Drivers are _HIGHLY_ encouraged not to mess with it's
setting. Drivers should only test it, the generic
device up/down/config infrastructure sets it properly
for you.

For example, in many drivers there is a "dev->start = 1"
line in the dev->open() method. Remove it, it is wrong
and it will be set for you by the generic network device
layer when it invokes you.

4) dev->interrupt

First, just delete all references to it from your driver.

Some tried to use it as an SMP locking mechanism,
most if not all did it incorrectly. If you need
internal locking in your driver, use your device
private structure to hold spinlocks and other
correct locking primitives needed to achieve this.

5) dev->hard_start_xmit()

Some drivers assumed it was hw IRQ protected, some
didn't, etc. Massive disagreement.

Now it is stated, this method is protected from
re-entrancy via a dev->xmit_lock which is grabbed
by the caller, you need not and should not make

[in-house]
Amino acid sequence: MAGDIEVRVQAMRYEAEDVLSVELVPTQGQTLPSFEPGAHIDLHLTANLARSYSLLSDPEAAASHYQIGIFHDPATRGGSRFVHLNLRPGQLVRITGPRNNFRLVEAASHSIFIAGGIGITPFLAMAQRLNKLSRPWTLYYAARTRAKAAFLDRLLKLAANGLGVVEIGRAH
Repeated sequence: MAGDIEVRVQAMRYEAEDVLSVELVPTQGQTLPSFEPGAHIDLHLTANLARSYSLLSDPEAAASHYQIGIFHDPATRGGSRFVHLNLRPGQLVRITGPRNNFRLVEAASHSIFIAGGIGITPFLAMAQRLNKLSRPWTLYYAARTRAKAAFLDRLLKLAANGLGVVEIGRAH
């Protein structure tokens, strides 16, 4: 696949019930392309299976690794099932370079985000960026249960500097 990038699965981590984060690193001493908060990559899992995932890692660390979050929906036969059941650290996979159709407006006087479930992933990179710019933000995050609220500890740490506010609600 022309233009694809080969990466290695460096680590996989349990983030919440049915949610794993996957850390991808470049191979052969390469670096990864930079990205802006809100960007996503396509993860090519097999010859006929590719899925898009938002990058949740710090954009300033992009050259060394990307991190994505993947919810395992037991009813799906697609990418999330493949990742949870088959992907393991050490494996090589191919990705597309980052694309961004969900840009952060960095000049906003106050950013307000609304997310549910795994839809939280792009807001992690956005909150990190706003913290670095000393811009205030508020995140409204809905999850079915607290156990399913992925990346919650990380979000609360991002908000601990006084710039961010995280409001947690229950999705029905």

any refernece to this lock.

This method will be called with local _software_
interrupts disabled. If you need local hw IRQs
disabled or spinlocks on SMP to synchronize with
the TX handling in your driver IRQ handler, you
must do this yourself.

And furthermore, by implication this method being
called means that LINK_STATE_XOFF is _NOT_ set
and the queue is on.

This last point means that you should remove the
"TX timeout" detection garbage from these methods
in the driver. Which leads me to #6.

6) TX timeouts are explicitly handled for you, you just
need to provide a dev->tx_timeout handler and the
timeout value you'd like the generic networking to use.

The type of this method is:

void my_driver_timeout(struct net_device *dev)

It should make note of the timeout, try to unstuck